The New England Nursery Association (NENA), in cooperation with the Horticultural Research Institute (HRI), announced that Associate Extension Specialist in Nursery Production and Management Raul Cabrera is the first recipient of the association’s Industry Growth Fund grant award. After a review of 60+ grant applications, NENA selected Cabrera’s research project, “Use of Alternative Irrigation Water […]
Archives for January 2015
In a story Jan. 16, The Associated Press reported that the odds that nine of the 10 hottest years have occurred since 2000 are about 650 million to one… The story also reported that 2014 was the hottest year on record… An earlier version of the story quoted Rutgers University climate scientist Jennifer Francis as noting that the margin of error makes it uncertain whether 2014 was warmest, or the second, third or sixth warmest year. She said that regardless, the trend shows a “clear, consistent and incontrovertible” warming of Earth. That reference to the margin of error was dropped in later versions.
In the wake of the blizzard that wasn’t, New Yorkers on Tuesday were asking how the weather forecasters could have been so wrong… The answer, the forecasters say- and they are backed up by atmospheric scientists who do not have any reason to be defensive- is that they were not so wrong. Computer models predicted that the storm would become extremely powerful, which it did, but the intensification occurred 50 to 100 miles east of where the preferred model predicted it would… But David Robinson, an atmospheric scientist at Rutgers University, said that just because the European model was more correct on average did not mean that it always would be right. He likened it to baseball players. “It’s as if the Euro is considered the all-star and the U.S. is considered a good, solid, everyday player,” Dr. Robinson said. “But in any given game, the solid regular guy might get the hit while the all-star doesn’t.”
In President Obabma’s 2015 State of the Union address on January 20, a reference to Professor of Marine and Coastal Science Benjamin Horton’s research on sea-level rise appeared on a slide on the White House website during a live stream of the president’s speech as he told Congress and the nation, “if we do not […]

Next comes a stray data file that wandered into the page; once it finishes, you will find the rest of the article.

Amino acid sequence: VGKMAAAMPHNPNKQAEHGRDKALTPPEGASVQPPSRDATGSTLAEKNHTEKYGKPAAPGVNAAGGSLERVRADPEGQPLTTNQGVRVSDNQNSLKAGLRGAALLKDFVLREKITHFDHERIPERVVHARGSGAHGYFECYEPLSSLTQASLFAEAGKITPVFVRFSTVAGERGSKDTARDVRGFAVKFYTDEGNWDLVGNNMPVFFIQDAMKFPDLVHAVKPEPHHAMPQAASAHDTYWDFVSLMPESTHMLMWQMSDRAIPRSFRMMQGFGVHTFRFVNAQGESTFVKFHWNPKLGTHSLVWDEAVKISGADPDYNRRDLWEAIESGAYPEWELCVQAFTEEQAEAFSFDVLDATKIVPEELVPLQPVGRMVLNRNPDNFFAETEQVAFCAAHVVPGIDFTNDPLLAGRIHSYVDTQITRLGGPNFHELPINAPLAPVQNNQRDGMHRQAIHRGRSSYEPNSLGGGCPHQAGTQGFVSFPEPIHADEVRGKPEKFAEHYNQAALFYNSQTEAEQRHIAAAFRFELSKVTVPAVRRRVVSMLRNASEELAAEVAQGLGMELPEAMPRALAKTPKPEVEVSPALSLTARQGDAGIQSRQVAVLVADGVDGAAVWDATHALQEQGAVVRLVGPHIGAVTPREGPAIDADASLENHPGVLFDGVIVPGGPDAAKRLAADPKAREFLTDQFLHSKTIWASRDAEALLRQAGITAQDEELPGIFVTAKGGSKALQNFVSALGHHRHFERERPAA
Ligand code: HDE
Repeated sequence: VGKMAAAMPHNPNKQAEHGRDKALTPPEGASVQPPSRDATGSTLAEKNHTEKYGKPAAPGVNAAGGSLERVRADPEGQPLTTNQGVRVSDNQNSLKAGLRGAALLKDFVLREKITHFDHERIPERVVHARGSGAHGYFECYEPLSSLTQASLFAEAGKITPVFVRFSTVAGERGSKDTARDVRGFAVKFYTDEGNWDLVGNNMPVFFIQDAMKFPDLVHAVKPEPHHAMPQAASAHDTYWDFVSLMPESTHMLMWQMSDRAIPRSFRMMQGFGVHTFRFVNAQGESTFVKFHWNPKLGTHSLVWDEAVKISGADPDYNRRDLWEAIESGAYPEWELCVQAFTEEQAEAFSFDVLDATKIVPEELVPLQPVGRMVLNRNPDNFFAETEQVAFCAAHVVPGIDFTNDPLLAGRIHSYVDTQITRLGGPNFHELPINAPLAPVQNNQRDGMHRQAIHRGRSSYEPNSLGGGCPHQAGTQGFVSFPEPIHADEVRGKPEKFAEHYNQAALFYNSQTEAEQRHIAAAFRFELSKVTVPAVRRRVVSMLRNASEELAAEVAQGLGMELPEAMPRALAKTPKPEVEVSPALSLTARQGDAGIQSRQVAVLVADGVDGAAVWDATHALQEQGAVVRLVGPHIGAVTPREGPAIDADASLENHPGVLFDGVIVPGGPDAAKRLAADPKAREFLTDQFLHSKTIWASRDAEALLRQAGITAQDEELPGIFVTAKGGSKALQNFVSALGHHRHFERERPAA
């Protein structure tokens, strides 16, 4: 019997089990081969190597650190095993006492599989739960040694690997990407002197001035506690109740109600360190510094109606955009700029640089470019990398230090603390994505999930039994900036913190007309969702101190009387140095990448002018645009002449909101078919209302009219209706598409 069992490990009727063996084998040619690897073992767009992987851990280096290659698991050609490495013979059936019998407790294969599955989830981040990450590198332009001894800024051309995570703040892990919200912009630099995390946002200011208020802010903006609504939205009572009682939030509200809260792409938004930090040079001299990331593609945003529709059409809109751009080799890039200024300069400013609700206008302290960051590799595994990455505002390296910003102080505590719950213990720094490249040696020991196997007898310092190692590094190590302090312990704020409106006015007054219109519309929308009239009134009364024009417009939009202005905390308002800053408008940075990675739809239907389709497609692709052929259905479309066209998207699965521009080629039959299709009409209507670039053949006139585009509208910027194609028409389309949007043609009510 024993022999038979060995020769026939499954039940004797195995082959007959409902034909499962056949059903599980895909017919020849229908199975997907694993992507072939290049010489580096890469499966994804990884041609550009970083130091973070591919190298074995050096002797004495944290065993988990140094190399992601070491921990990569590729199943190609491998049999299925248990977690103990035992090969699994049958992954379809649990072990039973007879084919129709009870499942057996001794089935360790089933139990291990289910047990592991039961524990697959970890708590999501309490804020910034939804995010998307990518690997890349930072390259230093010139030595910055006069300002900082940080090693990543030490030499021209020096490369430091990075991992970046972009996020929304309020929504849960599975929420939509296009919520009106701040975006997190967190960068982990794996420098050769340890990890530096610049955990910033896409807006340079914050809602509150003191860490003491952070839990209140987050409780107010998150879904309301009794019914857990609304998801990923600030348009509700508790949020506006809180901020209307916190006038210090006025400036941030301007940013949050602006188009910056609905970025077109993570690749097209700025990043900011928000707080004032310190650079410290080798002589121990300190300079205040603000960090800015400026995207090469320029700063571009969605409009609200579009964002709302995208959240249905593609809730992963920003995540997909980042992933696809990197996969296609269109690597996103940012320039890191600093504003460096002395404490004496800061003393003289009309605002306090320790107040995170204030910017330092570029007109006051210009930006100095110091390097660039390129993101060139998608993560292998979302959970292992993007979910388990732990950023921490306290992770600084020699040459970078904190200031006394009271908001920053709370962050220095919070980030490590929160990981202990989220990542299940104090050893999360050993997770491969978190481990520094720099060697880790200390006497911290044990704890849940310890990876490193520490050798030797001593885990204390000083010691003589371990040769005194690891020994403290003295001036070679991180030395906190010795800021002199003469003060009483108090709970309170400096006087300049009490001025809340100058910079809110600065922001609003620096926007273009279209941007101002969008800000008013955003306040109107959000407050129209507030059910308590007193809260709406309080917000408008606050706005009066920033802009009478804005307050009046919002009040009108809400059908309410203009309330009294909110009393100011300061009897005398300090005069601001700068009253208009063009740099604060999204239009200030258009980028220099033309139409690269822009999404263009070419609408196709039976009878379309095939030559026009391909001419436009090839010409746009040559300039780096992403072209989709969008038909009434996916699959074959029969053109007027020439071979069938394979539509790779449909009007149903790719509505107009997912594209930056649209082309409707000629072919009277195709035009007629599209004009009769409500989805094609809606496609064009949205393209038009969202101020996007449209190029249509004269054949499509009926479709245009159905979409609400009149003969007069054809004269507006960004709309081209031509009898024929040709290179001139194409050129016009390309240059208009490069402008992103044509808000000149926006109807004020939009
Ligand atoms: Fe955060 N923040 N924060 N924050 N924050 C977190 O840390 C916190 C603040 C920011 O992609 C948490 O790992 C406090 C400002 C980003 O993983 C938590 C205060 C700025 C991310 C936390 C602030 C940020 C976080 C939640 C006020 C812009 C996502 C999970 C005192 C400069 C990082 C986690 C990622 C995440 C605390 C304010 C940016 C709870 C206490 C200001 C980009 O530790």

I’m strolling the grounds of the New York Botanical Garden, a quiet green space in the noisy heart of the Bronx. The sun is hot, but once I leave the neat, conventional garden beds and enter the Thain Family Forest, the air is cool under old-growth oak and hickory trees. And when the roar of a JFK-bound jet dies away, I can hear catbirds, white-eyed vireos and a kingbird running through their vocal repertoires… I’m walking the Spicebush Trail with Myla Aronson, a Rutgers University scientist who is the lead researcher on a groundbreaking study of biodiversity in cities across the globe—a study that refutes what she calls the myth of biotic homogenization. “Everyone assumes that because of globalization, cities are all the same in terms of the plants and animals you find there- mostly rats and pigeons,” Aronson says as we stroll.
With every winter storm, including the blizzard hitting the Northeast this week, climate change skeptics return to a familiar argument: If the world is getting warmer, why am I stuck out here, shoveling so much snow? Climate scientists tell FRONTLINE that blizzards don’t refute evidence of climate change- in fact, climate change can make blizzards more intense. The first thing people need to understand, they say, is the difference between climate and weather… “Weather is telling us what is happening at a particular time,” said Rutgers Climate Institute co-director Anthony Broccoli.
A blizzard with the potential to be the worst storm in more than four years is bearing down on New Jersey, one that could dump more than two feet of snow, render travel impossible and pour seawater into homes along the coast… If even half of (Sunday’s) predicted values falls, you’re still talking about 12 to 15 inches (of snow). That in itself would be highly disruptive,” said David Robinson, the state climatologist at Rutgers University.
The New Jersey Agricultural Experiment Station Rutgers Master Gardeners of Somerset County is currently accepting applications for the fall… The Rutgers Master Gardeners receive in-depth, hands-on training in horticulture from Rutgers, The State Univ…
IFNH and ChopChop Magazine Host Former White House Chef in Cooking Demo for Kids Give a kid a fishstick and he will eat for a day. Teach a kid how to cook and he will go home and show his parents. It is no secret that wrapped in the intricate problem of the rise in […]
To honor the legacy of the Rev. Dr. Martin Luther King Jr., the Middlesex County 4-H Junior Youth Council came together to help others as part of their annual service project on Monday. Approximately 20 students in sixth through eighth grades, plus fiv…